squalamine

squalamine

(skwā′lĭ-mēn″) [L. squalus, dogfish + ″]
An antiangiogenic protein, originally isolated from dog sharks. It has been used to treat the neovascularization of age-related macular degeneration and to limit blood vessel proliferation needed by a cancer for it to spread and survive.

squalamine

A drug extracted from the dogfish that has been claimed to be capable of killing a range of sexually-transmitted bacteria including the gonococcus and Chlamydia and of killing cells invaded by viruses.
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According to the company, ENT-01 is an orally administered, synthetic derivative of squalamine that acts locally on the enteric nerve cells of the gut, stimulating gut motility and altering afferent neural signalling from gut to brain.
Results from the phase II IMPACT study of squalamine lactate, based on an extract from the tissues of dogfish sharks, continue to show promise for AMD patients.
Zasloff discovered the molecule, squalamine, in 1993 in the dogfish shark, a small-to medium-size shark found in the Atlantic, Pacific, and Indian Oceans.
Squalamine, a cholesterollike molecule, is thought to be a key element of the shark's primitive immune system.
The compound, squalamine, has been in human clinical trials for the treatment of cancer and several eye disorders, and so has a well-known safety profile, suggesting it can be quickly tested as a new class of drugs to treat infections caused by these viruses.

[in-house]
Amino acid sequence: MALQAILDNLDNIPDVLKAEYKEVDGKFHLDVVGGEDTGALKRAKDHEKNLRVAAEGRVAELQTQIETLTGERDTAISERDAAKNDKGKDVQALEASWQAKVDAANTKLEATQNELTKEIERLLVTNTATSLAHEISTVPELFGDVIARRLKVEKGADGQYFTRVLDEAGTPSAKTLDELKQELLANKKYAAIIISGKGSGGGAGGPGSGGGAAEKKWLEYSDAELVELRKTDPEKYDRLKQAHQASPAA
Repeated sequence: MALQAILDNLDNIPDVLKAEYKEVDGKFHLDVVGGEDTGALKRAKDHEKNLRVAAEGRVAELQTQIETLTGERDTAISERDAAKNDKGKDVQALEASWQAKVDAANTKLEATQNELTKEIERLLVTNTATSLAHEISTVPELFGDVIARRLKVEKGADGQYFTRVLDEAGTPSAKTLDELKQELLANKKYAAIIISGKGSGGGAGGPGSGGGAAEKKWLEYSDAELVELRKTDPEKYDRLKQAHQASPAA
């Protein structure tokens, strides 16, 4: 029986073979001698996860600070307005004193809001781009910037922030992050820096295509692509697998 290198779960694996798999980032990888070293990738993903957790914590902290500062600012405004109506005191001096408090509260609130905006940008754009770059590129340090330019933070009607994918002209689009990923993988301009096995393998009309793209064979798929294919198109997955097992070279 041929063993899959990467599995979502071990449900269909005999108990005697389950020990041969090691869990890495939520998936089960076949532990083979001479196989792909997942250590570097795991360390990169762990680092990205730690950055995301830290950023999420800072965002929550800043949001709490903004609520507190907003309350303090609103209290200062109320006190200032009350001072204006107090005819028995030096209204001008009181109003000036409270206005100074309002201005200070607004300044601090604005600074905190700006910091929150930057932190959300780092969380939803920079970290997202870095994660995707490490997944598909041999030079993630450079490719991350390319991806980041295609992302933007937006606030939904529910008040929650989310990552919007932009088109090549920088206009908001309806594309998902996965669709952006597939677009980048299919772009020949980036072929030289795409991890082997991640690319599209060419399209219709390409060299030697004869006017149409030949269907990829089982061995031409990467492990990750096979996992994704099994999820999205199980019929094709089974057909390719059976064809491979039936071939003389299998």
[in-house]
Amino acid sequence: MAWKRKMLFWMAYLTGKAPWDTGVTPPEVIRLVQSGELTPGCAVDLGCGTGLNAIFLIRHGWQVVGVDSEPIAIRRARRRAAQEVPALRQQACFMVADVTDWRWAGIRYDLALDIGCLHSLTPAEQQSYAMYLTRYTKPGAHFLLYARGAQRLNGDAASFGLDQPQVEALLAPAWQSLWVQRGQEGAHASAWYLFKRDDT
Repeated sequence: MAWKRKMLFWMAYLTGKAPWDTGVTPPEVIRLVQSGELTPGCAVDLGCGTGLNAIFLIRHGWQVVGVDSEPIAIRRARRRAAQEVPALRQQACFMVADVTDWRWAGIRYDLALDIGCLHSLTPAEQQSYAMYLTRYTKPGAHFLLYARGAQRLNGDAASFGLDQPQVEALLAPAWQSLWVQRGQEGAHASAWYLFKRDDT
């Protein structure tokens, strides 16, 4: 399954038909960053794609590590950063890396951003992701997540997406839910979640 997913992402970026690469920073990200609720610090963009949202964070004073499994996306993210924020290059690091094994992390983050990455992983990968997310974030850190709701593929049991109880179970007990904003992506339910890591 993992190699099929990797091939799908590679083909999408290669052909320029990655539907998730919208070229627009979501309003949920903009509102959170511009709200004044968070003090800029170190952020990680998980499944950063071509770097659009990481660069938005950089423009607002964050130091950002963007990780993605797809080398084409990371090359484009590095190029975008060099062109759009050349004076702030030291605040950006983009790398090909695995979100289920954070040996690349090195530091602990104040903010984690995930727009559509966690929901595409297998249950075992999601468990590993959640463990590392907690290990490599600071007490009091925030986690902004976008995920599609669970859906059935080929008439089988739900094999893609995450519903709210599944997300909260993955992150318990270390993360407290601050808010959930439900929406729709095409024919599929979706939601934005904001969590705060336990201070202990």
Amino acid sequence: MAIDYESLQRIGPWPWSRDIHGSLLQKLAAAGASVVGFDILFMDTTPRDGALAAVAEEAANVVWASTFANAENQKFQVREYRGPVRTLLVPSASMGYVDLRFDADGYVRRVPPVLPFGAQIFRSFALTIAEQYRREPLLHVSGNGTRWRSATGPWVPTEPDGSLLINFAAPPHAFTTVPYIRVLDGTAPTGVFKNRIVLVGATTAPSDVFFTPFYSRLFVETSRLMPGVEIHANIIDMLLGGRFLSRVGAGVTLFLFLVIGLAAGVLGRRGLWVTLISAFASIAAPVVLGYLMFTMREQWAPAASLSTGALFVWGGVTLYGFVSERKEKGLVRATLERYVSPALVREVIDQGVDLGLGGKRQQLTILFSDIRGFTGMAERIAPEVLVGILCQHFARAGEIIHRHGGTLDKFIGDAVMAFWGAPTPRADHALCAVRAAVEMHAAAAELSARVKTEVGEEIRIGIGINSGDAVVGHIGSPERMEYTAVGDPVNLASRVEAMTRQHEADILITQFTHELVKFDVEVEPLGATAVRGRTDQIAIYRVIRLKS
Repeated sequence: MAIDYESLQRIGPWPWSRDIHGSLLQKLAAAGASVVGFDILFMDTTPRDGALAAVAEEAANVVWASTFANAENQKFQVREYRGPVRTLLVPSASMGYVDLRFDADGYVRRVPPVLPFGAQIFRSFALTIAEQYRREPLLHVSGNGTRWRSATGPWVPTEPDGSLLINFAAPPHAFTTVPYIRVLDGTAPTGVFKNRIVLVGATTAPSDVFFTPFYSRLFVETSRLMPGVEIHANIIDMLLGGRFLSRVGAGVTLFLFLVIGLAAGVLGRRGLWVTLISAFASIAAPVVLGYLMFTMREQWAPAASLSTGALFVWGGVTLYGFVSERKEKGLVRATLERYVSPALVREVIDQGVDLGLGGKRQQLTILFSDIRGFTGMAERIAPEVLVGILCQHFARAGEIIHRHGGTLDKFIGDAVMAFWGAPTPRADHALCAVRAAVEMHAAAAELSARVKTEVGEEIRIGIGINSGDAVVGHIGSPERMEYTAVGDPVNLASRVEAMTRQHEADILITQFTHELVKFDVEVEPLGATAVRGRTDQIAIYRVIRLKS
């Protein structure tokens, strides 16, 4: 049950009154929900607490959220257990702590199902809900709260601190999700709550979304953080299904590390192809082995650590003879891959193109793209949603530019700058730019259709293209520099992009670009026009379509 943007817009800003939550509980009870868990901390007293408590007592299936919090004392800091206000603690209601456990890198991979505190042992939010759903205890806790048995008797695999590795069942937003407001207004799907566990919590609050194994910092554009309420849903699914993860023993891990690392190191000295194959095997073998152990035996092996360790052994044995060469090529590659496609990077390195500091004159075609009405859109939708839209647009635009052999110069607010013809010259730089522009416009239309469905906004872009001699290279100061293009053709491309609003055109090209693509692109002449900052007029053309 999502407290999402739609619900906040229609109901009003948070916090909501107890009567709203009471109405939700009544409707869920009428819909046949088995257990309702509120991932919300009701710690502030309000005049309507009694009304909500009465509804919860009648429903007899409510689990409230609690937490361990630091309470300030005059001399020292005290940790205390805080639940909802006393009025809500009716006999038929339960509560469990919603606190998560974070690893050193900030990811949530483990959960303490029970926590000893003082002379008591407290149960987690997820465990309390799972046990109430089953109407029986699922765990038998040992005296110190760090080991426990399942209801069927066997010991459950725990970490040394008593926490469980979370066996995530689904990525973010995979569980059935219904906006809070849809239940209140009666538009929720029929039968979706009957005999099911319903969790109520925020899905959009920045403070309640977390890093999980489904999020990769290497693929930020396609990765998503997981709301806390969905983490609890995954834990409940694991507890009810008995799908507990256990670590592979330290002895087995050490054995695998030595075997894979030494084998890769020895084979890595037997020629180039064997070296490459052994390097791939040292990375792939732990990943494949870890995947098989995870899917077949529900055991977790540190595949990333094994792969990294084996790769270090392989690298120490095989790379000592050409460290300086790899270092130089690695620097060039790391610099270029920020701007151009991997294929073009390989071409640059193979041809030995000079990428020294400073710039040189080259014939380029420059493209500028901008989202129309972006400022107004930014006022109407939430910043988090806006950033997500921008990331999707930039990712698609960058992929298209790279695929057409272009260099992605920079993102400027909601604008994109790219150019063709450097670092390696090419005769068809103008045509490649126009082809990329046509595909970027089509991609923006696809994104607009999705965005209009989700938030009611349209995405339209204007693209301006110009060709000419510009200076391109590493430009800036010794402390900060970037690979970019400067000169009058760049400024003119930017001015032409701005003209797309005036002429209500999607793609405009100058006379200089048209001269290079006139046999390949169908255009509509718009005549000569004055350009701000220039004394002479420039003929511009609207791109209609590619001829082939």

This agreement reflects a first step in the execution of Genaera's strategy to divest its non-core-assets, including Squalamine and LOMUCIN.
These include squalamine, an anti-angiogenesis treatment for eye disease and cancer; interleukin-9 antibody, a respiratory treatment based on the discovery of a genetic cause of asthma; and LOMUCIN(TM), a mucoregulator to treat the overproduction of mucus and secretions involved in many forms of chronic respiratory disease.
A shark substance called squalamine is being studied as a medicine in fighting cancer tumors.
Called squalamine, this steroid resembles plant compounds now used to kill intestinal parasites.
Under the RASMET study, the company evaluated the safety, tolerability and efficacy of an orally administered synthetic derivative of squalamine (ENT-01).
First up is squalamine, a compound first discovered in the tissues of dogfish sharks, which looks set to upset the AMD market.
EVIZON (squalamine lactate) is Genaera's lead product in development for ophthalmic indications, specifically wet age-related macular degeneration (AMD).